Born 9 February 1943 in Budapest. His older brother taught him to photograph, and at the age of six he could already develop film and make contact sheets. On 2 November 1956, at the age of 13, his parents allowed him to photograph the locations of the Revolution in Budapest. He had to hide these images for a long time, but in 2006, on the occasion of the 50th anniversary of the Revolution, exhibitions of these opened at the Műcsarnok/Kunsthalle Budapest, and the Ernst Museum, as well as in Vienna and in Washington.
Haris received his diploma from the Vörösmarty High School, followed by studies from 1962-68 at the Budapest Technical University, where he received his degree. From 1972, for eight years he worked for the weekly Nagyító (Magnifying Glass), and then for ten years at the Pannónia Film Studio as a still photographer. From 1992-97 he worked as a photographer for Teszt (Test/Quiz) magazine. At the same time, until 2000, for nearly twenty years, he did the photographic work for cultural and political posters, together with his graphic designer friends, and they were awarded prestigious prizes (e.g., in 1988, Poster of the Year, together with graphic designer, Péter Pócs).
From the outset, his career did not follow the traditional path: his images standing at the frontier of fine art, photography and film, and often transcending those boundaries, were generally the macro-enlargements of a minute detail of reality. He is happiest to work together with fine artists and filmmakers. From the late 1960s, he was present at the Szürenon (the artist group disillusioned with Surrealism and Non-Figurative art: “sur et non”) exhibitions, and at the shows arranged at the Balatonboglár Chapel – often precipitating cultural political storms. For ten years, his photographs appeared exclusively within fine art exhibitions, primarily together with the artists of the New Hungarian Avant-garde. Between 1973-80, due to the narrowing possibilities for exhibition, he rather made conceptual artworks or performances, either alone or with his visual artist friends: with Sándor Csutoros, József V. Molnár and György Szemadám.
In 1975, he produced his action series, entitled Jel és árnyék (Symbol and Shadow), and at the same time composed a sequence comprising 480 images, which is held by the Hungarian National Gallery.
In 1992, he wrote the script for his film, Az angyali követés (In Pursuance of Angels), which he realised with Ferenc Dániel and István Orosz. He became familiar with animation film technique as a photographer, and then as an animator he took part in the production of a number of films. He worked up a new process of photo-animation, which was first applied in István Orosz’s film, entitled Ah, Amerika! (1984).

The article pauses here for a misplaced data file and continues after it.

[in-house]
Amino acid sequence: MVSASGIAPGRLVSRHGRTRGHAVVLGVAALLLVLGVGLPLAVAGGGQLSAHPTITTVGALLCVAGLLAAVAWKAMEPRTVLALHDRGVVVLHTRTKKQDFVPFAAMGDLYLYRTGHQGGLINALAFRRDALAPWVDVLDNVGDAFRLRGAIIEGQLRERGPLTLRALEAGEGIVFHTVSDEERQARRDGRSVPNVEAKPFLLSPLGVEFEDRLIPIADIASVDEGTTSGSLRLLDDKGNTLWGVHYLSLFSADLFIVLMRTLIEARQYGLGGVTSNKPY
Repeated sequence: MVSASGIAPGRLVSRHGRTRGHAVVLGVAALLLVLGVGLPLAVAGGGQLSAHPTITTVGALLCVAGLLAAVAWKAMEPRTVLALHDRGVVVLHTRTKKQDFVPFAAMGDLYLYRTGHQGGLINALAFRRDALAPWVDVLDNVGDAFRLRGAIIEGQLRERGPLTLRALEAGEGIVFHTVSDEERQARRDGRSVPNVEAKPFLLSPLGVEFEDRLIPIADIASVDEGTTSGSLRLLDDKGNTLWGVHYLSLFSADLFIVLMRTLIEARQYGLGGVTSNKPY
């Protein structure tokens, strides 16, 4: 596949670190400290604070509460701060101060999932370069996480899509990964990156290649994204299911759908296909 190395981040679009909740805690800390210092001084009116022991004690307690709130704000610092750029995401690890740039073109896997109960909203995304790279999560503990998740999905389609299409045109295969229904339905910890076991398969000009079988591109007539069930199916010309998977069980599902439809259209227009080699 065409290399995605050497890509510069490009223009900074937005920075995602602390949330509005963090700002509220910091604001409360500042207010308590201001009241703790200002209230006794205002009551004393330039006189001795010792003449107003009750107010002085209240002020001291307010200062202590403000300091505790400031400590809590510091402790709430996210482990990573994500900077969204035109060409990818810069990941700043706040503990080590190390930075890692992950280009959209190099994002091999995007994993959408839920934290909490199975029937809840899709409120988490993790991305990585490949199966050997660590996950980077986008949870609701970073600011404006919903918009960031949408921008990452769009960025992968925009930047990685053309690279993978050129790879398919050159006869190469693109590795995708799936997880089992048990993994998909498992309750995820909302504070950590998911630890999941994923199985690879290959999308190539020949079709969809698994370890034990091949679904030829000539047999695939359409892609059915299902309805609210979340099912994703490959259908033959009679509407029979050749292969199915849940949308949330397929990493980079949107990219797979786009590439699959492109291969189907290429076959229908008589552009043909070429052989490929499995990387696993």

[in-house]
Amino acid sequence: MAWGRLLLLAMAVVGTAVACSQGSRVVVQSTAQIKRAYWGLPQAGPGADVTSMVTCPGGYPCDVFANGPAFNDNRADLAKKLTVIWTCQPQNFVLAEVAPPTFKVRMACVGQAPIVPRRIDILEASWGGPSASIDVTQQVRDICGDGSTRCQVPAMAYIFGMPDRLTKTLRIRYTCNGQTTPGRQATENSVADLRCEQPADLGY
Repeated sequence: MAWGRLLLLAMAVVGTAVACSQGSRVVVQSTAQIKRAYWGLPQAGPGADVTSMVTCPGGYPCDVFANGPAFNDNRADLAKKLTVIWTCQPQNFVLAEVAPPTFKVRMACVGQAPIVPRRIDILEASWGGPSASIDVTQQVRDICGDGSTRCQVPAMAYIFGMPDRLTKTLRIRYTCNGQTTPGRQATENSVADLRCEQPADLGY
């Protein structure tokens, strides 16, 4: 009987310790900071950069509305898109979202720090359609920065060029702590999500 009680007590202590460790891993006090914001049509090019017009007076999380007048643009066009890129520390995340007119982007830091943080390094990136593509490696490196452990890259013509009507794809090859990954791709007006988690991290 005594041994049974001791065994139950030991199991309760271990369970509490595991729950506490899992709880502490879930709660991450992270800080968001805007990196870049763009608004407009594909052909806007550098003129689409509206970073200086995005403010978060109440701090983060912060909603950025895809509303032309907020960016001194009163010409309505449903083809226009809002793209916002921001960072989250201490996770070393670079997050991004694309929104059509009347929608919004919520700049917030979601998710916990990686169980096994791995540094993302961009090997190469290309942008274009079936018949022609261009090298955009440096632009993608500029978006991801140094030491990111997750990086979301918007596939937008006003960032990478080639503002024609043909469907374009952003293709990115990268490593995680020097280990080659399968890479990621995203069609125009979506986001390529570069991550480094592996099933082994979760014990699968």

A unique style and atmosphere is given to his photographs by the fact that through the enlargement of details, an opportunity opens for the viewer to decode associations and interferences, for a comprehension approached from philosophy.
Haris teaches photography at the ASA Free School of Photography. As of 2003 until its dissolution, he was a member of the Professional Advisory Board of the Hungarian Public Foundation for the Moving Image (MMKA), and from 2004 a board member of the Hungarian Association of Photographers.
In 2007, he was invited to be a regular member of the Hungarian Academy of Arts.
Since 1996 until the present, he again creates abstract photos from the minute details of paintings. According to his own credo: “These extraordinarily large-scale … photographs are the manifestations of the infinitudes extending up and down from the world.”
He was named Balogh Rudolf Photographer (2001) and Demeter Award Photographer (2003). He has had nearly twenty solo exhibitions and taken part in many group shows, both in Hungary and abroad.
His works are held in various public and private collections: in Pécs at the Modern Gallery of the Janus Pannonius Museum, at the Hungarian Museum of Photography in Kecskemét, in the Hungarian National Gallery, the Municipal Gallery in Sárospatak, and in the Körmendi-Csák Collection of 20th Century Hungarian Photography.